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These 10 Foods Could Help Prevent Alzheimer’s Disease

By Blue Cross NC | July 7, 2015 | Health Conditions

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You already know that your diet has a huge impact on your health, affecting everything from cholesterol to your weight, but did you know it might also impact your mind? A recent study published in the peer-reviewed medical journal, Alzheimer’s & Dementia, shows that some diets may actually help prevent Alzheimer’s disease by more than half.

For the study, researchers from Rush University Medical Center, and Harvard School of Public Health, looked at whether following one of three diets affected your risk of developing Alzheimer’s disease:

  • A standard Mediterranean-type diet
  • The Dietary Approach to Stop Hypertension diet (DASH) – designed to reduce blood pressure
  • Mediterranean-DASH Intervention for Neurodegenerative Delay (MIND) – this combines elements of the Mediterranean diet and the DASH diet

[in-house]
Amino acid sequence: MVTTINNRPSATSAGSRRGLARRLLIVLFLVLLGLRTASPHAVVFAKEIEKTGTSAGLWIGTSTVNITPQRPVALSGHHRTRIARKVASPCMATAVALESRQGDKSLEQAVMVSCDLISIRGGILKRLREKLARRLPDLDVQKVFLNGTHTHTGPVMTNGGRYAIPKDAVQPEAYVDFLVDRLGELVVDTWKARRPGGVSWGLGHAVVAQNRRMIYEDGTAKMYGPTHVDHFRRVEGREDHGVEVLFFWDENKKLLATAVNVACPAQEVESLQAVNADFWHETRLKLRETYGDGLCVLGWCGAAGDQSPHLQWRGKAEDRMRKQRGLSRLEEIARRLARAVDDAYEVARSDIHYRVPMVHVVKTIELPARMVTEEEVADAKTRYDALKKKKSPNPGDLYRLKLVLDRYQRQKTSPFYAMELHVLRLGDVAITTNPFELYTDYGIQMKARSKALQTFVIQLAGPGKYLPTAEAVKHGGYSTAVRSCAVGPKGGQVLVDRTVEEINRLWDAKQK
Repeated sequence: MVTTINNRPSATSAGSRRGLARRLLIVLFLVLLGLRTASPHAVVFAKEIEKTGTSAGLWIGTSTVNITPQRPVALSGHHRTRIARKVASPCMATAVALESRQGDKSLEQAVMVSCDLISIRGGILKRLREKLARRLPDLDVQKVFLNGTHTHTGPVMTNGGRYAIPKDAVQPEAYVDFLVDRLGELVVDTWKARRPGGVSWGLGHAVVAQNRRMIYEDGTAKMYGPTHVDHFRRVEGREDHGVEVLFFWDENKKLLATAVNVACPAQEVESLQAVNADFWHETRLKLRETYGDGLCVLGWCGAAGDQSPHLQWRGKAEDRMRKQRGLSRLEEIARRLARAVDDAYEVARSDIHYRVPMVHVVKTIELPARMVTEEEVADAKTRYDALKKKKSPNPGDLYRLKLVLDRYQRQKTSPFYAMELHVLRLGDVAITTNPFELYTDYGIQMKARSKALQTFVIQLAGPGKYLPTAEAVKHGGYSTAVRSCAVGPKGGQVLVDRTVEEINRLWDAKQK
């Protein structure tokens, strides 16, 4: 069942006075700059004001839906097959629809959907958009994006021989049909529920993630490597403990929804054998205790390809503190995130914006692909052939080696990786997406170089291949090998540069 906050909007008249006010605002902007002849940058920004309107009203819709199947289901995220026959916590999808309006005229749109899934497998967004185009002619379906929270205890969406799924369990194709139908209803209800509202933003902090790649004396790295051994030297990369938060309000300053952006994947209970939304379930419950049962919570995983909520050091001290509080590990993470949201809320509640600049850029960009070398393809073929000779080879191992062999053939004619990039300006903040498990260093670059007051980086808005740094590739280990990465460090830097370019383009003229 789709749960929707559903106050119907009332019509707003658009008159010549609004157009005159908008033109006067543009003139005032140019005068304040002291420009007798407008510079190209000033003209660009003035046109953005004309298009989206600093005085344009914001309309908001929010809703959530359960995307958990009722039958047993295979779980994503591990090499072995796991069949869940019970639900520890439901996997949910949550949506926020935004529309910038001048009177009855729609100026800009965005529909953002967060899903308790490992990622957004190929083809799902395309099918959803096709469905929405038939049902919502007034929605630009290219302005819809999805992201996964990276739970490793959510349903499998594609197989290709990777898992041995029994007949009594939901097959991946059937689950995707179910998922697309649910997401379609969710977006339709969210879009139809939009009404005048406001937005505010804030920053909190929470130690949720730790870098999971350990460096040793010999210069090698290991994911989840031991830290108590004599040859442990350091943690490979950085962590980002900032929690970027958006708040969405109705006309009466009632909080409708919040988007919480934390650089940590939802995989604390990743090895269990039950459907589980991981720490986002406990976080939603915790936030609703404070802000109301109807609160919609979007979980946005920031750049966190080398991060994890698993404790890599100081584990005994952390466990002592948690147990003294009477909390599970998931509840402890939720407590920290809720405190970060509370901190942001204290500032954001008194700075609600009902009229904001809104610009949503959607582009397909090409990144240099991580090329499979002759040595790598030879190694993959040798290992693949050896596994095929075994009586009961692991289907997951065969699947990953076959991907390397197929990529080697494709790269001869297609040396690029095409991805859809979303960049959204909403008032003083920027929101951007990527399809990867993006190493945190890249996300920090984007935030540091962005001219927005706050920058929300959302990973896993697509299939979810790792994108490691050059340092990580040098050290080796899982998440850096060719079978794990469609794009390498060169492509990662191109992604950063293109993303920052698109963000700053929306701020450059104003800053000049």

And the results were definitive. The study showed that older people who followed any of the three diets were less likely to develop Alzheimer’s. And those following the MIND diet had a 52% reduction in risk. That’s huge. The theories of the links between diet and Alzheimers are still uncertain. However, the Mediterranean diet has been shown to reduce stroke, heart attack and diabetes – chronic conditions which are associated with Alzheimer’s.

What are those foods? According to WebMD:

  • Green leafy vegetables (like spinach and salad greens): At least six servings a week
  • Other vegetables: At least one a day
  • Nuts: Five servings a week
  • Berries: Two or more servings a week
  • Beans: At least three servings a week
  • Whole grains: Three or more servings a day
  • Fish: Once a week
  • Poultry (like chicken or turkey): Two times a week
  • Olive oil: Use it as your main cooking oil.
  • Wine: One glass a day

It’s important to note that this study did not show that the diets protected against Alzheimer’s, but it does show that there is a strong link between eating a healthy diet and a lower risk of developing the disease. And there is compelling evidence that eating the foods themselves confer the benefit. Don’t expect any pill supplement to provide the same benefit, anytime soon.